Alex Munoz (5-0) spoils the coming-out party of Nick Newell, as the former Oklahoma State wrestler imposes grappling dominance over the amputee. Landing hard single shots, repeated takedowns and thudding ground n'pound, the Alpha Male rep captures a unanimous decision. #DWTNCS pic.twitter.com/G2WkOXPke0— Tanuki Usman (@Hamderlei) July 25, 2018
In his first appearance since Nov. 19, 2016, Team Alpha Male’s Munoz bloodied Newell’s nose with jabs, kept him off-balance with takedowns and took a three-round unanimous decision in their featured lightweight pairing on Dana White’s Tuesday Night Contender Series in Las Vegas. All three cageside judges scored it the same: 30-27 for Munoz (5-0).
Outside of an attempted guillotine choke in the third round and a few front kicks to the face, Newell (14-2) struggled to string together meaningful offense. Munoz asserted his superiority in top position in all three rounds, and though the finish eluded him, he did more than enough to lock down a convincing victory.
While Munoz was not awarded an Ultimate Fighting Championship contract, three other fighters were rewarded for their efforts.
Related » DWTNCS Round-by-Round Scoring
Undefeated Hex Fight Series champion Jimmy Crute dispatched Chris Birchler with punches in the first round of their light heavyweight encounter. Crute (8-0) closed the deal 4:23 into Round 1.
Birchler (7-4) was game but ultimately outmatched. He marked up Crute with clean combination punching and a sneaky jab, leaving noticeable damage to the Aussie’s left eye. Undeterred, the 22-year-old kept returning fire. A two-punch combination punctuated by a wicked left hook had Birchler out on his feet, stumbling backward and unable to defend himself. Referee Mark Smith was on the scene in a hurry, just as Crute uncorked a high kick that narrowly missed the mark.
A Cage Fury Fighting Championships and Ring of Combat alum, Birchler has lost four of his last six fights.
Damaging leg kicks and crisp punching combinations carried Team Lloyd Irvin prospect Sodiq Yusuff to a unanimous decision over the previously unbeaten Mike Davis in a three-round battle at 145 pounds. Yusuff (7-1) swept the scorecards with 30-27 marks across the board.
Davis (5-1) showed flashes of brilliance but was confronted with an uphill climb after a difficult first round. Yusuff rocked him with an overhand right, floored him with a short left hook and swarmed for a potential finish. Worse for Davis, Yusuff tore into him with a steady stream of calf kicks to the lead leg. By the third round, he was hobbled and had no choice but to switch stances -- a move that allowed him to survive but also took him out of his comfort zone.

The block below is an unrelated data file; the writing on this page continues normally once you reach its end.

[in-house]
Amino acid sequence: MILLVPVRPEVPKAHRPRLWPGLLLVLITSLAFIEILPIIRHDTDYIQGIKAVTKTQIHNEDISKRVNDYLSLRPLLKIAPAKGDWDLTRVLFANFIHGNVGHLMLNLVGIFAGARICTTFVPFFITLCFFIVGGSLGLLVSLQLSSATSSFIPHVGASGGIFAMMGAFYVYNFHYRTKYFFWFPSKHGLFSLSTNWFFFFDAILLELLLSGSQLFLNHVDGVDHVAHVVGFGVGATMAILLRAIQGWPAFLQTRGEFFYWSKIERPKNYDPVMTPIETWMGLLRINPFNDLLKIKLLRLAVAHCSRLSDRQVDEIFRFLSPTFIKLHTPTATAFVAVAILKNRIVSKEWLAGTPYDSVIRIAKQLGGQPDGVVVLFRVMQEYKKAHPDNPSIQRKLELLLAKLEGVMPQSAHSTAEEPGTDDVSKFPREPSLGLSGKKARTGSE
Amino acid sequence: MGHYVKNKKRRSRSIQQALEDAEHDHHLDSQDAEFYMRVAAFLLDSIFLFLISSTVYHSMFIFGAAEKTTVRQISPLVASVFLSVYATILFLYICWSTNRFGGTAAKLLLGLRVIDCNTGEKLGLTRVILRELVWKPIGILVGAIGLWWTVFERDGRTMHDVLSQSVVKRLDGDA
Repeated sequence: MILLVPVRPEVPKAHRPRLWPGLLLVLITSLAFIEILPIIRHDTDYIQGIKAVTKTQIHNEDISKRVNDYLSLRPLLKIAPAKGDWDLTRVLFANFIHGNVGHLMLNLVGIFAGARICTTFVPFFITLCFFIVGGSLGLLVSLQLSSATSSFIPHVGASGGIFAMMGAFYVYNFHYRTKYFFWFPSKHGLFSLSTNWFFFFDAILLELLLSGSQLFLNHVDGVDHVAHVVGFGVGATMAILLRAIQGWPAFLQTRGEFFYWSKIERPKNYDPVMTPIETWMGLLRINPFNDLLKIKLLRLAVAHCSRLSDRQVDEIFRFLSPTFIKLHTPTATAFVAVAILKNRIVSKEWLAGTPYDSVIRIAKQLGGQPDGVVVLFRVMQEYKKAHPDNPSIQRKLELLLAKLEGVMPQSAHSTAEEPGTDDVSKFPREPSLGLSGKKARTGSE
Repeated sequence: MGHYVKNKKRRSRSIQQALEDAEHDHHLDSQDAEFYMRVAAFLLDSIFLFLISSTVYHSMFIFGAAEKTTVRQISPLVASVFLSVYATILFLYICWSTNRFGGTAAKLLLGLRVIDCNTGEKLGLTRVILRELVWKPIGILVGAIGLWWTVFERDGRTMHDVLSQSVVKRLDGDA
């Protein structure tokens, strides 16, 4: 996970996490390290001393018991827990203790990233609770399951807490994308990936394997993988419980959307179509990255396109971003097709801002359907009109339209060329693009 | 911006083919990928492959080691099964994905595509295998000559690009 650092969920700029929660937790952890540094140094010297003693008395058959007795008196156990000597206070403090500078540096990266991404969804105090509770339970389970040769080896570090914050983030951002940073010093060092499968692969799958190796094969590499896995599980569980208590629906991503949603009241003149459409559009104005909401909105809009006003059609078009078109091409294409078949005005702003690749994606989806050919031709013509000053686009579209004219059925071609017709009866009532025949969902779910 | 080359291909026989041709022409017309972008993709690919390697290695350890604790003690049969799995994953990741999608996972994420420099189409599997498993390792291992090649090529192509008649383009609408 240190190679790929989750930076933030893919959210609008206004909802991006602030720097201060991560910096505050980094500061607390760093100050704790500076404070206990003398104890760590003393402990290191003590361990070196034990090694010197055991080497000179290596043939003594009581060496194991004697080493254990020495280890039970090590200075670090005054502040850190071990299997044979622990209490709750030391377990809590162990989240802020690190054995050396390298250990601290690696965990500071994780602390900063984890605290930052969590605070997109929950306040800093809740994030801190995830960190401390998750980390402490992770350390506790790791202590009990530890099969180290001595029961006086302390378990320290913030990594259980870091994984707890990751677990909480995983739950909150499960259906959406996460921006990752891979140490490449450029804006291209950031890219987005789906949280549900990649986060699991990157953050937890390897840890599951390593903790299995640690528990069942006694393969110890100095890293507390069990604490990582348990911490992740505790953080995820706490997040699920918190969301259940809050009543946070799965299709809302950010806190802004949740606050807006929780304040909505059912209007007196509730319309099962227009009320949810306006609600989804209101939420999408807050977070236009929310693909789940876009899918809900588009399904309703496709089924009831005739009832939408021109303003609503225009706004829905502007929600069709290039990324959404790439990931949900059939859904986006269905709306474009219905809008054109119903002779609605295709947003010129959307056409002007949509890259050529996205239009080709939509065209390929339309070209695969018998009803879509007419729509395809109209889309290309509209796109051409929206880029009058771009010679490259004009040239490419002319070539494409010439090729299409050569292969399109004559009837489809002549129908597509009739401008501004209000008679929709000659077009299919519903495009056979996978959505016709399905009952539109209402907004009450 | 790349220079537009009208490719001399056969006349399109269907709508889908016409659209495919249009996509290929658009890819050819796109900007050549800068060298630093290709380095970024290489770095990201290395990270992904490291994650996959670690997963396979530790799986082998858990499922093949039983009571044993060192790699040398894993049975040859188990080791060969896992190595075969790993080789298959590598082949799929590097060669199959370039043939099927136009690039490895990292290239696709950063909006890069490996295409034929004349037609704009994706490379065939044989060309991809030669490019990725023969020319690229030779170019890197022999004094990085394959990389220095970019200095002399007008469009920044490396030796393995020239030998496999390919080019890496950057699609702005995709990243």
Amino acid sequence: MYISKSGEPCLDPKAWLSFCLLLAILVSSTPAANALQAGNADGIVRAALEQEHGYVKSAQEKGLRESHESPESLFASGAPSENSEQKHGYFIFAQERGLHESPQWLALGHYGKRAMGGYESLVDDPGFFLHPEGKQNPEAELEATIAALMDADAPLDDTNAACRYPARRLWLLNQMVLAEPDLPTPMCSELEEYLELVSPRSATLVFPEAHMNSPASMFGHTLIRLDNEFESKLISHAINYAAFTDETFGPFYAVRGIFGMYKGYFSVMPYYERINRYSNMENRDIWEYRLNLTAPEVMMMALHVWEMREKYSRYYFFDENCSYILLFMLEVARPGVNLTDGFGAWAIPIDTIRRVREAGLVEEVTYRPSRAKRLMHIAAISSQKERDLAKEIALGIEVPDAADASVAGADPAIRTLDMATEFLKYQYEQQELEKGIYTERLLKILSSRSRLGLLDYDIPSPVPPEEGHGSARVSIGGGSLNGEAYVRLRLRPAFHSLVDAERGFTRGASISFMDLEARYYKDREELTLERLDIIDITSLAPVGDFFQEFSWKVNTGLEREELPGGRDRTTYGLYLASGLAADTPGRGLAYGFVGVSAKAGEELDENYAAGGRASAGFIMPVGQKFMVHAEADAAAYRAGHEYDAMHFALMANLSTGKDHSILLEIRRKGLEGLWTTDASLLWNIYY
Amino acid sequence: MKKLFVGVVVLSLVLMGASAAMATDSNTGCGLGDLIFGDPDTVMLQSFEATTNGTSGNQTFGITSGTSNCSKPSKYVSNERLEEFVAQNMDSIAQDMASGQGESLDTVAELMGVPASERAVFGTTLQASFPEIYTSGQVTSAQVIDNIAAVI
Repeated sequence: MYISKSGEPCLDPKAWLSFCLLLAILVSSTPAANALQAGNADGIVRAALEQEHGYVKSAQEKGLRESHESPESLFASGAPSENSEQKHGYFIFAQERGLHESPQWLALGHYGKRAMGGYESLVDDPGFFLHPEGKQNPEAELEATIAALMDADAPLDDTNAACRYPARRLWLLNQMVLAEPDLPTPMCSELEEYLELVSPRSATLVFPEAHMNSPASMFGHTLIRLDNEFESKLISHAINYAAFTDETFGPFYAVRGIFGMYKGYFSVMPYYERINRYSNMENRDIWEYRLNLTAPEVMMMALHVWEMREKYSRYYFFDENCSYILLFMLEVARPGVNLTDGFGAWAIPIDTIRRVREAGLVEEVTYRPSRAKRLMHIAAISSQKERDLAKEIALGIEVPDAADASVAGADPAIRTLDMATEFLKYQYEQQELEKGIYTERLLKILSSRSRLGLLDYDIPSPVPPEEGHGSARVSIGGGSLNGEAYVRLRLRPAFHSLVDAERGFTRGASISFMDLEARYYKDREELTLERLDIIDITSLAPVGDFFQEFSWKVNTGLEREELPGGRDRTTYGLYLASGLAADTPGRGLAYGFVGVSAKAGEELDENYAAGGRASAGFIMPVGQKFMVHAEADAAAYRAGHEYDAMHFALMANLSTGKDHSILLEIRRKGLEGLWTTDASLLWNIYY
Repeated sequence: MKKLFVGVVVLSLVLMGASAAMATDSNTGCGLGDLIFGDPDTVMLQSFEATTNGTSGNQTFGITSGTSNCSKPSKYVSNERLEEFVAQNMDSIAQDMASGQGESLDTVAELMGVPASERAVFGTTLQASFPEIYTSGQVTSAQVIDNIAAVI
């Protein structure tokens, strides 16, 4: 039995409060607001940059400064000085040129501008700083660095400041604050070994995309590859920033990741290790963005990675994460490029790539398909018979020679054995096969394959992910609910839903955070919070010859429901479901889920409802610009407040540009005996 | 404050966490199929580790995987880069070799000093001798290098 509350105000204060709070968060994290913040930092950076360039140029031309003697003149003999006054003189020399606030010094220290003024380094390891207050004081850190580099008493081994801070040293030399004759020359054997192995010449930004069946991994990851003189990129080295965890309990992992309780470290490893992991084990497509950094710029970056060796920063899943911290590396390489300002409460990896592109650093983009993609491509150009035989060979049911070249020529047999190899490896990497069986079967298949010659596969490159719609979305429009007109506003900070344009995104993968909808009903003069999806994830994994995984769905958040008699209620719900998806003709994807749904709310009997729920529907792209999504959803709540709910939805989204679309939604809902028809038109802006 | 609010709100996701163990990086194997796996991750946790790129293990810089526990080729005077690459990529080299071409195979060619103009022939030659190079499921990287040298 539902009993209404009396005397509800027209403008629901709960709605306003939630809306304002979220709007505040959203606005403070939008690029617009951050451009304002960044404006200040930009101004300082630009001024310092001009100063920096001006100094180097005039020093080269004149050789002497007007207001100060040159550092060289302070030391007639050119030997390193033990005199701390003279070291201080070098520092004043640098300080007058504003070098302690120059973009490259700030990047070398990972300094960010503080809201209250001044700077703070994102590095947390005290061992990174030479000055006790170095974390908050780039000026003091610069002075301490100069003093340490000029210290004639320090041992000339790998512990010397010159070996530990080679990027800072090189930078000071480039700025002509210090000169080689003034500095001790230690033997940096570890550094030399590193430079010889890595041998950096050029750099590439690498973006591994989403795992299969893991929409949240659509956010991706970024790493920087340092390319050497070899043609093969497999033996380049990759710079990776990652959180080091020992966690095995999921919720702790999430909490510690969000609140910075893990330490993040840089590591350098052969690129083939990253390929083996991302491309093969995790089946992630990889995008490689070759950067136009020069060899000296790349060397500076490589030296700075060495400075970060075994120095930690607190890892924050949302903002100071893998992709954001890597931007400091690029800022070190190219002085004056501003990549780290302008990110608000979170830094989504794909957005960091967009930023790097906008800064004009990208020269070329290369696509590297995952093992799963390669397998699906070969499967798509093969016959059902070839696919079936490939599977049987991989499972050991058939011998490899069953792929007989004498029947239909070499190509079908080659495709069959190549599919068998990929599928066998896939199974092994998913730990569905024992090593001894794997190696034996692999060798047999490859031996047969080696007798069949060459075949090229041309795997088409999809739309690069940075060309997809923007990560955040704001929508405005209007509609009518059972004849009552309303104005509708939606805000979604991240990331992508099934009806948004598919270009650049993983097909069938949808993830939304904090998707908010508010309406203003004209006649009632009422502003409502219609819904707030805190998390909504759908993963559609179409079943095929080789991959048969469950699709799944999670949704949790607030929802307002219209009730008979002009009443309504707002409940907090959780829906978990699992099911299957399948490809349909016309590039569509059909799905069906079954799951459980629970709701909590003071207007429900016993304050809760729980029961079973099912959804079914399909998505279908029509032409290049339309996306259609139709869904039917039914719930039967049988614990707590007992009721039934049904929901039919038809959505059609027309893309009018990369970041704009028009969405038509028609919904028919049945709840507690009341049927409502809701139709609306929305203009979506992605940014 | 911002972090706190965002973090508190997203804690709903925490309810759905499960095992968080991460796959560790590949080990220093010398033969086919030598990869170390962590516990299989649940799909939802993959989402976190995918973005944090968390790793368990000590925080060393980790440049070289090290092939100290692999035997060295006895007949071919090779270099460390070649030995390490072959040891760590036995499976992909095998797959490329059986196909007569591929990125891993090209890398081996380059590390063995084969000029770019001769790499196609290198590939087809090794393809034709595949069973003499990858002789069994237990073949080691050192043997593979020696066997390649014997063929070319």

Yusuff, 25, has recorded back-to-back victories.
Reigning Legacy Fighting Alliance champion Jeff Hughes put away Team Alpha Male’s Josh Appelt with punches in the first round of their heavyweight affair. Appelt (15-7) bowed out 4:26 into Round 1, his three-fight winning streak at an end.
Hughes (10-1) chipped away with punches to the head and kicks to the legs and body. Appelt eventually wilted, retreated to the cage and conceded a pair of takedowns. Hughes piled up points with his ground-and-pound, allowed the Bellator MMA veteran to stand and uncorked a right uppercut that clipped the Californian’s nose. Appelt hit the deck in visible distress, prompting referee Smith to act.
Crute, Yusuff and Hughes were all signed by the UFC.
Meanwhile, Chase Hooper overcame a horrendous start to keep his perfect professional record intact, as he took a unanimous decision from Canaan Kawaihae in a three-round featherweight clash. All three cageside judges scored it for Hooper (5-0): 29-26, 29-26 and 28-26. Afterward, he was awarded a developmental deal with the UFC.
All three rounds were lopsided. Kawaihae (4-1) had the Brazilian jiu-jitsu brown belt reeling with power punches early on but ran out of gas after the first five minutes, giving his 18-year-old counterpart the opening he needed. Hooper drew the Hawaiian into his world in the second round and beyond, transitioning between dominant positions paired with ground-and-pound and repeated submission attempts. Kawaihae managed to survive to the final bell, but fatigue prevented him from offering much in the way of resistance.